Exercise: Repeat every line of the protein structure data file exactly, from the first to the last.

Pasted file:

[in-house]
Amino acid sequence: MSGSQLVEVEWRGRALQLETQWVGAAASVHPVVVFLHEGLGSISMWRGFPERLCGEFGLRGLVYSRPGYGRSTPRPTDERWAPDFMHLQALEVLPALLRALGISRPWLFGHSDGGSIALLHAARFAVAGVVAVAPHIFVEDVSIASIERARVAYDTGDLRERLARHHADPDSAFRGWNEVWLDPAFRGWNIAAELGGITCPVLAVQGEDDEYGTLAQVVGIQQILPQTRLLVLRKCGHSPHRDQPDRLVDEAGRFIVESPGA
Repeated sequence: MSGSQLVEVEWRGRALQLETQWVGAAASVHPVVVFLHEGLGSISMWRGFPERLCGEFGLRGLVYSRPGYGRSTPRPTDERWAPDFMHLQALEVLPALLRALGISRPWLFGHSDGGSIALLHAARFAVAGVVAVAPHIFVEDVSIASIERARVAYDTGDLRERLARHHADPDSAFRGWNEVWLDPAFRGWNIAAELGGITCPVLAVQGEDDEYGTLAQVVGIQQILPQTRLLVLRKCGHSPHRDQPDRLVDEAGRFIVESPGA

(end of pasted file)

[in-house]
Amino acid sequence: MSGSQLVEVEWRGRALQLETQWVGAAASVHPVVVFLHEGLGSISMWRGFPERLCGEFGLRGLVYSRPGYGRSTPRPTDERWAPDFMHLQALEVLPALLRALGISRPWLFGHSDGGSIALLHAARFAVAGVVAVAPHIFVEDVSIASIERARVAYDTGDLRERLARHHADPDSAFRGWNEVWLDPAFRGWNIAAELGGITCPVLAVQGEDDEYGTLAQVVGIQQILPQTRLLVLRKCGHSPHRDQPDRLVDEAGRFIVESPGA
Repeated sequence: MSGSQLVEVEWRGRALQLETQWVGAAASVHPVVVFLHEGLGSISMWRGFPERLCGEFGLRGLVYSRPGYGRSTPRPTDERWAPDFMHLQALEVLPALLRALGISRPWLFGHSDGGSIALLHAARFAVAGVVAVAPHIFVEDVSIASIERARVAYDTGDLRERLARHHADPDSAFRGWNEVWLDPAFRGWNIAAELGGITCPVLAVQGEDDEYGTLAQVVGIQQILPQTRLLVLRKCGHSPHRDQPDRLVDEAGRFIVESPGA